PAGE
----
Effective Consulting Step #1: Personal Connection

In my last post I made the case for what I believe are clear hallmarks distinguishing “good consulting” from “bad consulting”. Before going deeper let me clarify that this subject applies far more broadly than just consulting. It could just as well apply to teaching, counseling, coaching…really any role in which you’re using your insight or expertise to help someone else.

With that in mind remember that at the end of the last post I outlined a step-by-step thought-process to onboard a person on the journey of change. The first was “building a personal connection or relationship.” I also call it “the heart.” Why is it so important? Clearly relationships are where the magic happens…let’s go deeper to see why…

Image result for personal connection

First, they allow people to become vulnerable and feel safe in expressing their frustrations, needs, hopes and often lead to the discovery of the true problem or opportunity. In many cases it allows them to vent what may seem like mundane details or frustrations and expose how some of these non-obvious factors are interwoven, or at least linked in their minds (note this is often where you find out that the true problem is often not what was initially expressed!).

Second, relationships build trust to accept the recommended course of action and embark on the road to change. It’s simple but profound…the fact that you take time to actively listen & engage shows you care, that you’re willing to really immerse yourself in their situation, set aside preconceived ideas, give of yourself and humbly learn. Therefore you’re building a platform of credibility and EARNING the right to be heard and (hopefully) heeded.

So how do you do it? Here are a 3 essential practices:

  1. Stop talking – listen: resist the urge to jump in. Ask open ended questions and let them talk. Periodically summarize so they know you’re actively taking it in.
  2. Develop empathy: this means not only “listening” but immersing yourself emotionally into their world to see, hear and feel what they’re sensing (“walking a mile in their shoes”). What might this look like?…meet their clients, talk to their colleagues, spend time with them in the field, go with them to a meeting, have a picnic with their family. Get as many inputs as you possibly can.
  3. Test your insights: as you do the above, you’ll begin to develop tons of insights and conclusions that you need to summarize and test with the person (note: regularly summarizing & journaling is so important – otherwise you’ll get overwhelmed by quantity or only remember the last impression you had). Remember, insights are not recommendations but things you’re learning, developing a point of view upon that could potentially link to root causes or related factors. Talk them over with the person, get feedback (ask: “how does that sound to you?”). Keep learning.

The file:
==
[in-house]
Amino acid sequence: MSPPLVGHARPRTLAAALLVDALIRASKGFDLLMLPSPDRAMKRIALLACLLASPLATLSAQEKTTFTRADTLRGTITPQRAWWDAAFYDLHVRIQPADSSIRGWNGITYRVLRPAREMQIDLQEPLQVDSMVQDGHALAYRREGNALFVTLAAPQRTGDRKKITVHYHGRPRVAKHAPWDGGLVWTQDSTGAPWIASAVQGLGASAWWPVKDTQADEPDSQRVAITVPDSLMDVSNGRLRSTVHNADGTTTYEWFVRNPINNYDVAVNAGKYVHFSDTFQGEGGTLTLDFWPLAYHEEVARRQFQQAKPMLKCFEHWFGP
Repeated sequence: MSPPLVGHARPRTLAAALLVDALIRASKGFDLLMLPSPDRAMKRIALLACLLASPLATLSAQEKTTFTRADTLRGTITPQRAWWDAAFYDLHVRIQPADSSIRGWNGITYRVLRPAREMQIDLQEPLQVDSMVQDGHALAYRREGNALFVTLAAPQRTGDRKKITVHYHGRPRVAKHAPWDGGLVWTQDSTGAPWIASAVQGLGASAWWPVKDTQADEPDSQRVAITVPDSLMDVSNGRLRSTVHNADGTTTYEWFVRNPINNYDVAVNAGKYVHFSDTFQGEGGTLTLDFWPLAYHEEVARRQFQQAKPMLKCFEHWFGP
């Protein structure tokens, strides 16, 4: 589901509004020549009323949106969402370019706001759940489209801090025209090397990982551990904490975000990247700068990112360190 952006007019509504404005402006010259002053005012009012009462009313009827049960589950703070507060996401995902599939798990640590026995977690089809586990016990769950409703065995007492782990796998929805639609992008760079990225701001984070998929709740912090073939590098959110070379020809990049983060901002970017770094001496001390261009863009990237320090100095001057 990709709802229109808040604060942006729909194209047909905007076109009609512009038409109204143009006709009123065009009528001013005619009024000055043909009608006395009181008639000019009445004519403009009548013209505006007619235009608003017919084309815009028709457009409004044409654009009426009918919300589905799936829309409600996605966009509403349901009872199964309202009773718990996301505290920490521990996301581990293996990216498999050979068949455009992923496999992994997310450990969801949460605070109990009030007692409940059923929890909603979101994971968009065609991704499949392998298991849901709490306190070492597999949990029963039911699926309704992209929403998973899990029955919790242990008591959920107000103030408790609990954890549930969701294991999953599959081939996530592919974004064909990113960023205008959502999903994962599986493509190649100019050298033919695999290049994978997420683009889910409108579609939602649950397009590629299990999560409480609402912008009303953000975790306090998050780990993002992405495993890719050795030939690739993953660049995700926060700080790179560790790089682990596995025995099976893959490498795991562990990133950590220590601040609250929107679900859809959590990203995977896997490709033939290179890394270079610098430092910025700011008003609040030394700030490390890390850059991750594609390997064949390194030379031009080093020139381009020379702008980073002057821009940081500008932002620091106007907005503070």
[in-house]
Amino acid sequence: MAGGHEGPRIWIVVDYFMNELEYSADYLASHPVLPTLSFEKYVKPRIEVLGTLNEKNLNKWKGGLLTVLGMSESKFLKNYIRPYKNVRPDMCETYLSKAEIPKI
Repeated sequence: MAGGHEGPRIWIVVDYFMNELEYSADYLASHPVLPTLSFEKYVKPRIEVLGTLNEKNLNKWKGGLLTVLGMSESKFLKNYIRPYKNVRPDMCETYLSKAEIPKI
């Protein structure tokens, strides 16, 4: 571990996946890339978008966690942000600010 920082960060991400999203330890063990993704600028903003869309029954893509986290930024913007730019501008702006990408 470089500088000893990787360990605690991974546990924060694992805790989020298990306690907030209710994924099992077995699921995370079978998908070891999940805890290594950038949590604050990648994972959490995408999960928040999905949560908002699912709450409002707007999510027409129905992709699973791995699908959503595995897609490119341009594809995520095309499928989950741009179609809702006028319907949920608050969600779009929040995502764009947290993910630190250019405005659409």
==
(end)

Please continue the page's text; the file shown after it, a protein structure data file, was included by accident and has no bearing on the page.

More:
I’ll be the first to admit, for a problem-solving-oriented-mind the above can be extremely challenging and require a significant amount of patience & discipline. Especially this phase can often feel like time is being wasted – personal networking, lots of chit-chat, rabbit trails, waiting for something to happen, working together on “trivial” side-items to build credibility, etc.

However there are NO shortcuts, it’s the necessary grunt work of relationship-building that pays for itself in spades – building a platform of trust & acceptance through which you will get a clear grasp of what’s at stake…plus gain “access” in order to influence & build buy-in for the significant actions that will be needed to change.

So, if you’re getting ready to start working with someone, put the above to the test. I’d love to hear examples of how it works for you!

Picture: www.text100.com

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  1. I’ve been discussing this topic with some colleagues. It’s extremely hard for someone who thrives on ‘getting things done’ and ‘closure’ to spend time on relationships but, when things don’t go as planned, those relationships can make all of the difference!